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M4 v4 from Cad-Schroer generates ISO piping isometrics from models made by PTC Creo Piping and PCF [piping component file] files automatically, fully-dimensioned with parts lists, cut-length lists, bend tables, and more.
Request a trial version from cad-schroer.com/products/m4-iso/isometrics-for-ptc-creo-piping/
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After Coreform acquired exclusive commercial rights to Trelis from Sandia National Labs, it renamed it Coreform Cubit. The software pre-processes 3D models in advance of FEA [finite element analysis] and CFD [computational fluid dynamics]. Version 2020.2 adds spline-based elements, meshing collapse, parallel tetrahedral meshing with up to eight CPU cores, and more. Cubit Learn is free.
The video at coreform.com/products/coreform-cubit explains how finger-less aliens (see above) in a galaxy far away originally developed Trelis.
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Here are some of the posts that appeared recently on my WorldCAD Access blog:
You can subscribe to the WorldCAD Access blog’s RSS feed through Feed Burner at feeds.feedburner.com/WorldcadAccess.
Letters to the Editor
You wrote, “PTC CEO James Hepplemann noted that Onshape ... landed over 700 competitive displacements, the majority coming from SolidWorks. Dassault Systemes has 49,800 companies using Solidworks.”
There are nearly 450,000 companies globally using SolidWorks actually.
- Sam Scholes, senior account manager
The editor replies: Thanks for fixing the number. I had found my number somewhere on the Internet, as I wanted to put the 700-number into context.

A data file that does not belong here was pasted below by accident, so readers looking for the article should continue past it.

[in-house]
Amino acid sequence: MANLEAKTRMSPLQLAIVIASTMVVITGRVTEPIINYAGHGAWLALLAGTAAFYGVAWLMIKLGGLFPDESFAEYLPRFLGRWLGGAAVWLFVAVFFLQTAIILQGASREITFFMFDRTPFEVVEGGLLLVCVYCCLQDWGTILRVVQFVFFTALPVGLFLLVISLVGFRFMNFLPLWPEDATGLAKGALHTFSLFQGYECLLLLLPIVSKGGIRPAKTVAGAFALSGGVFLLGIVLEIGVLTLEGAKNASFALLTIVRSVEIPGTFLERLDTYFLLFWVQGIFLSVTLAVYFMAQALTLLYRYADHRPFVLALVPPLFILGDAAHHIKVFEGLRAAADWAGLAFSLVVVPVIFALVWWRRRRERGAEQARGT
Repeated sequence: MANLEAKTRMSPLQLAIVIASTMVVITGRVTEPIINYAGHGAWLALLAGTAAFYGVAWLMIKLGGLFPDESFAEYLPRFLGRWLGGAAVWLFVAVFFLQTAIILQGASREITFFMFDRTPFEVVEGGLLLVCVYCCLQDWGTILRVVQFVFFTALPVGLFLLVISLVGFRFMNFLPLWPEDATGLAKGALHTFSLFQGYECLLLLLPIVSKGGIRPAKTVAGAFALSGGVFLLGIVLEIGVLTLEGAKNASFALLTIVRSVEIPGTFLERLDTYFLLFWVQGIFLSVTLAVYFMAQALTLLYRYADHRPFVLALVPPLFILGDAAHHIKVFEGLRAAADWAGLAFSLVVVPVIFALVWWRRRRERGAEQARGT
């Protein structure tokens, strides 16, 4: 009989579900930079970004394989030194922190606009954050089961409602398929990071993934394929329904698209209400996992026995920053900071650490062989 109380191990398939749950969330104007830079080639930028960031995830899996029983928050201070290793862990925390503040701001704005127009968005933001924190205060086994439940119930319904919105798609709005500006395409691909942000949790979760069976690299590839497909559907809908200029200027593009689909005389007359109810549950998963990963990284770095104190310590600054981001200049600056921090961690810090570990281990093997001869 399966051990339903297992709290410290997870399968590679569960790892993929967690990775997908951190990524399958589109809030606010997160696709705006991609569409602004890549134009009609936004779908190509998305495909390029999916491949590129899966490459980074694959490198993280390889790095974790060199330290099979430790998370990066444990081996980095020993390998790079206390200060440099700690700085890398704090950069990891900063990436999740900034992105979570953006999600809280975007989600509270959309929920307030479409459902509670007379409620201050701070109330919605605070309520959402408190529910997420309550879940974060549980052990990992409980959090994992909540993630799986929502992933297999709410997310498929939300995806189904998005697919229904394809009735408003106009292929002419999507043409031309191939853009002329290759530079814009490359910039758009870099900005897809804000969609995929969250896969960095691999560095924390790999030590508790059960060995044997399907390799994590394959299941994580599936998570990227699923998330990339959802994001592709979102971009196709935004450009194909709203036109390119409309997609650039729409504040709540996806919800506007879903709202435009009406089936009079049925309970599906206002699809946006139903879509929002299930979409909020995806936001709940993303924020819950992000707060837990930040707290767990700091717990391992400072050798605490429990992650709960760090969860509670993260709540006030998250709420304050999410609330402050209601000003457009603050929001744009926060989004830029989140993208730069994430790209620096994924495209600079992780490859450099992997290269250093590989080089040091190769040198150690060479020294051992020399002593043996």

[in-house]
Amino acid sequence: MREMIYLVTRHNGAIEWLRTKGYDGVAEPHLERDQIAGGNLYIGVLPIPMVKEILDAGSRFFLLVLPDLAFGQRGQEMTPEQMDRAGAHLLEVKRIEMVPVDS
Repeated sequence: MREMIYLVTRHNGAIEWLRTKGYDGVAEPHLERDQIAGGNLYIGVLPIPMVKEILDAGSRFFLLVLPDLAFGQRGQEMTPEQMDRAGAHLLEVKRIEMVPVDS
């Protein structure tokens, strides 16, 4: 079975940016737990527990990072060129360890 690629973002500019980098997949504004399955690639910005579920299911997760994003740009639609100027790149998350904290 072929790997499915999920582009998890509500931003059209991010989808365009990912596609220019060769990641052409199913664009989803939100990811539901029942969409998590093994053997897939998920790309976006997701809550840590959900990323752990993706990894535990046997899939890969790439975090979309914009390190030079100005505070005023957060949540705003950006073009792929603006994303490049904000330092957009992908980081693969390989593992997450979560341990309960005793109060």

Mr Scholes responds: You’re welcome. Losing 700 customers isn’t much in the context of 450,000 SolidWorks customers.
The editor replies: And who knows if they were displaced. It could be 700 trying it out.
Mr Scholes responds: I would suspect that is more common. People love new technology and I suspect many current SolidWorks customers have tried Onshape. But that doesn't necessarily mean they switched. When PTC acquired Onshape they had only 5,000 customers according to the press release. The adoption rate of Onshape is incredibly low.
Re: Bricsys Digital Summit 2020, Cont'd
I noticed you mentioned that Eric Keyser didnآ´t show up at Bricsys Summit. He is no longer CEO of Bricsys, since May of this year. Thank you for your newsletters, I am a regular reader of them.
- Ricardo Cruz
I read your upFront.eZine newsletter today and noticed you pointed out that Erik has not made any appearance. Erik resigned as CEO on May 8 this year. I thought you knew.
I was very surprised that a company of the size of Hexagon would not make any public announcement nor communication about the transition. Six months later, there is still no CEO replacing him, as far as I know.
- D. C.
The editor replies: Thank you for letting me know, as I had not heard that.
Re: Brian Duguid's letter on the "gap" and shared parameters
From my perspective as a fabricator, the letter made perfect sense. Critical to the process of designing and building is the application of relevant knowledge. Notably, this example utilized a technician from the steel fabricator from the start.
No currently available technology is close to being able to bridge the knowledge gap between designers and fabricators. In my experience it is very rare for people without direct experience in fabrication and building to grasp all the complexity and required knowledge.
Re: Spatial 3D Insider Summit
Like you, when I saw the required download, install, sign-in, avatar, etc. sequence, I just said to myself, “No thanks.” Curious what the attendance was.
- Jeffrey Rowe